Kansas lawmakers hope for hearing on medical marijuana bills

Kansas
David Haely_109603

Sen. David Haley, D-Kansas City, speaks to supporters of medical marijuana during a rally on Thursday Jan. 15, 2015, at the statehouse, in Topeka, Kan. Both Haley and Rep. Gail Finney, D-Wichita, have filed legislation for medical marijuana. (AP Photo/The Topeka Capital Journal, Chris Neal)

TOPEKA, Kan. (AP) – Kansas could become the 24th state in the U.S. to legalize medical marijuana – or the 50th. Either way, a state senator believes there will come a time when people across the country will be able to find some legal relief from their chronic illnesses by smoking cannabis.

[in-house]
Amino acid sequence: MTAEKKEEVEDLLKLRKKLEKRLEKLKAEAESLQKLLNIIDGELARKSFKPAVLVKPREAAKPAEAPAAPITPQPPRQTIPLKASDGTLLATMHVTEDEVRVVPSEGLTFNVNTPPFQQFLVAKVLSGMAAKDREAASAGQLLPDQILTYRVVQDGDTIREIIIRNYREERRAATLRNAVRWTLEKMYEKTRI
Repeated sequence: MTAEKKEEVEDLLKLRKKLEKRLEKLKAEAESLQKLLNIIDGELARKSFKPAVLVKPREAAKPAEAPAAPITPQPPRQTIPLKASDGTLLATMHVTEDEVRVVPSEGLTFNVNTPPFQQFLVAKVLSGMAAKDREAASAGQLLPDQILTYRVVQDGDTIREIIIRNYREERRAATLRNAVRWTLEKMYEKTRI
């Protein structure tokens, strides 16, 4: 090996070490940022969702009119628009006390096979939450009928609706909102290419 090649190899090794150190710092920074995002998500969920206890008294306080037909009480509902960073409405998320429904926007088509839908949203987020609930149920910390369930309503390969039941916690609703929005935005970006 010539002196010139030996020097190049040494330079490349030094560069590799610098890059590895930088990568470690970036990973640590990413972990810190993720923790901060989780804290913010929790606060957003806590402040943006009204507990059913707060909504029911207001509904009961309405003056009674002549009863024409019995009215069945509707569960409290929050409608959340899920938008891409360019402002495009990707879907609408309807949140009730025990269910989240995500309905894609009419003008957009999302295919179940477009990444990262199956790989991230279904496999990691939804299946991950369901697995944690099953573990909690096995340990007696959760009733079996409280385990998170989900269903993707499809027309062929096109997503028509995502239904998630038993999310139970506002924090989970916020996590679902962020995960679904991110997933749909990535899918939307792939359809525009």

Sen. David Haley, a Kansas City Democrat, and his counterpart in the House, Democratic Rep. Gail Finney of Wichita, have introduced medical marijuana measures every year since 2009, but none has ever gone beyond informational hearings, in which no action can be taken.This year, Haley thinks that might change.“I think the ice is beginning to thaw regarding the reasonableness of the issue among the leadership of the Legislature,” he said.And Finney, who has undergone chemotherapy for lupus, thinks the bill will at least get a hearing after being brushed aside by Republican leadership for so many years. “Passing, I don’t know about that,” she said.The chairman of the House Health and Human Services Committee, Rep. Dan Hawkins, said he is waiting to see what the Senate does with the medical marijuana issue.“Nobody’s come and really pushed it,” the Wichita Republican said, adding that he’s heard very little from his constituents about it.House Speaker Ray Merrick, a Stilwell Republican, said the issue isn’t on his list of priorities. “I’ve got a lot of other things on my radar screen that are a lot more important,” he said.Both measures – SB9 and HB2011 – would create compassion centers where qualifying patients with a registry identification card could legally obtain marijuana.Currently 23 states and the District of Columbia have legalized medical marijuana, while it’s legal in four states – Colorado and Washington, initially, and Oregon and Alaska this year – to use pot recreationally.Informational hearings are scheduled for Wednesday and Thursday in the Senate’s Public Health and Welfare Committee to hear from both supporters and opponents of medical marijuana.At the first informational hearing in 2010, most of the Republicans on the House Health and Human Services Committee said they had other commitments and got up and left before testimony began, Finney said.During the next one in 2012, the committee chairwoman “walked in with security guards with the perception there would be a bunch of druggies,” Finney said. “To assume that it’s only for the shoddiest people and strictly for a recreational front, that’s absolutely ludicrous.”About 50 people attended a medical marijuana rally Thursday at the Statehouse sponsored by Haley, Finney and groups advocating for their bills.Jon Hauxwell, a retired Hays physician, said he thinks public opinion is shifting away from “baseless charges” that cannabis is toxic. He said it’s clear that the state’s current approach – criminalizing marijuana and incarcerating casual users – isn’t working.“All over the country we are seeing a gradual acknowledgment of the benefits of rational approaches,” Hauxwell said.He also said that with the state’s budget problems, medical marijuana also represents a new potential source of tax revenue. “That wouldn’t eliminate the budget problem, but it certainly would make a bit of a dent in it,” he said.Esau Freeman, a Wichita resident and president of the pro-medical marijuana group Kansas for Change, said the proposal is far different than laws in Colorado and California.“No pot doctors. No recreational marijuana. No dispensaries on the corner,” said Freeman, who thinks a floor debate is possible this year. “I feel the tide is changing.”

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